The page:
CIA agents have captured Bin Laden’s son-in-law and former spokesman who helped plot the 9/11 terrorist attacks, and he is to face charges of terror in a New York court on Friday, according to official sources who remained anonymous.
Senior Al Qaeda terrorist Sulaiman Abu Ghaith could have been facing indictments a month ago when Turkish authorities, acting on a CIA tip, took him into custody at a luxury hotel in Ankara. He had arrived in Turkey from Iran.
Instead of honoring an American request to extradite him, Turkey deported Abu Ghaith to Jordan on March 1 with the intention of sending him back to Kuwait, where he has been stripped of nationality. However, CIA agents caught up with him in Jordan, according to the Turkish newspaper Hurriyet.
Turkish media claimed that he was not extradited because he did commit a crime on Turkish soil and that Al Qaeda may target Turkey if he were to be sent to the United States.
Turkish media claimed Abu Ghaith was freed by an Ankara court because he did not commit any crime on Turkish soil and that Turkey had hesitated to extradite him to the United States because it feared it could become a target of Al-Qaeda.
New York Republican Congressman Peter King, former chairman of House Homeland Security Committee, confirmed to the Associated Press Thursday that Abu Ghaith was arrested a second time, this time by the CIA, and taken to the United States.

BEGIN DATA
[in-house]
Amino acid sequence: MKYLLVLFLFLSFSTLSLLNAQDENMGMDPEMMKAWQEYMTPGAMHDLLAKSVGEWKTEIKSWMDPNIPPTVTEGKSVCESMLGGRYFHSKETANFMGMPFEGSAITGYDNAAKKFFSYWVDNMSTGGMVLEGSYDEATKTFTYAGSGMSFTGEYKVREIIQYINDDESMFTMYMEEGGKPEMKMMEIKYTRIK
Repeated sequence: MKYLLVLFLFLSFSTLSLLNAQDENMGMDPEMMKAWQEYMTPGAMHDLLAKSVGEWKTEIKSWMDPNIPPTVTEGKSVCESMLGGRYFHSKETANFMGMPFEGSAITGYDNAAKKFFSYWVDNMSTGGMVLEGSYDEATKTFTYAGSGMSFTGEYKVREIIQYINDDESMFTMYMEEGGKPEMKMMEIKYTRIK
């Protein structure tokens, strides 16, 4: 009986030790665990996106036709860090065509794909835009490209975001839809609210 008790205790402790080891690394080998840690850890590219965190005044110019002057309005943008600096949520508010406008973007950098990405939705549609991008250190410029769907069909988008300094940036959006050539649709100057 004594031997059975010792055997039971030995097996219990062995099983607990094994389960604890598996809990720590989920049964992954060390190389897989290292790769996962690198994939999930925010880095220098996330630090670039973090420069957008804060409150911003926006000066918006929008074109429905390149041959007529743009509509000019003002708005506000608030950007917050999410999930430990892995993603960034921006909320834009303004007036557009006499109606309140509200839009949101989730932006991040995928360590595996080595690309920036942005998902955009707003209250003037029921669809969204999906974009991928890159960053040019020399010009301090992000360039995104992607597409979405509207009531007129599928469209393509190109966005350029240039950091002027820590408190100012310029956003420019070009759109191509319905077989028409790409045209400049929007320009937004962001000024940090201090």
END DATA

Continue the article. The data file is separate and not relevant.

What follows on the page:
Calling the arrest it a “very significant victory” in the war on terror, King added, “Definitely, one by one, we are getting the top echelons of Al Qaeda. I give the (Obama) administration credit for this: it’s steady and it’s unrelenting and it’s very successful.”
After the 9/11 attacks, Abu Ghaith appeared alongside Bin Laden in a propaganda video and warned of more deadly attacks.
In a remarkable understatement, King was quoted by Fox News as saying, “The propaganda statements in which Abu Ghaith and his late father-in-law, Osama bin Laden, praised the terrorist attacks of September 11, 2001 are alone enough to merit the most serious punishment.”
Tom Lynch, a research fellow at the National Defense University in Washington, told Politico that Abu Ghaith was one of a small handful of senior al-Qaida leaders “capable of getting the old band back together and postured for a round of real serious international terror.”
“His capture and extradition not only allows the U.S. to hold — and perhaps try — a reputed Al Qaeda core survivor, further tarnishing the AQ core brand, but it also points to the dangers for those few remaining Al Qaeda core refugees,” he added.
Turkey’s refusal to extradite him raises serious questions about relations with Ankara, which the past three years has turned about-face on its once-friendly relationship with the West and Israel.
Turkish Prime Minister Recep Tayyip Erdogan ran into the arms of Syrian President Bashar Assad Iranian President Mahmoud Ahmadinejad until he realized he chose the wrong allies.
However, his hatred of Israel and Jews has not diminished, and only last week, at a UN forum, he compared Zionism with racism.
About the Author: Tzvi Ben Gedalyahu is a graduate in journalism and economics from The George Washington University. He has worked as a cub reporter in rural Virginia and as senior copy editor for major Canadian metropolitan dailies. Tzvi wrote for Arutz Sheva for several years before joining the Jewish Press.
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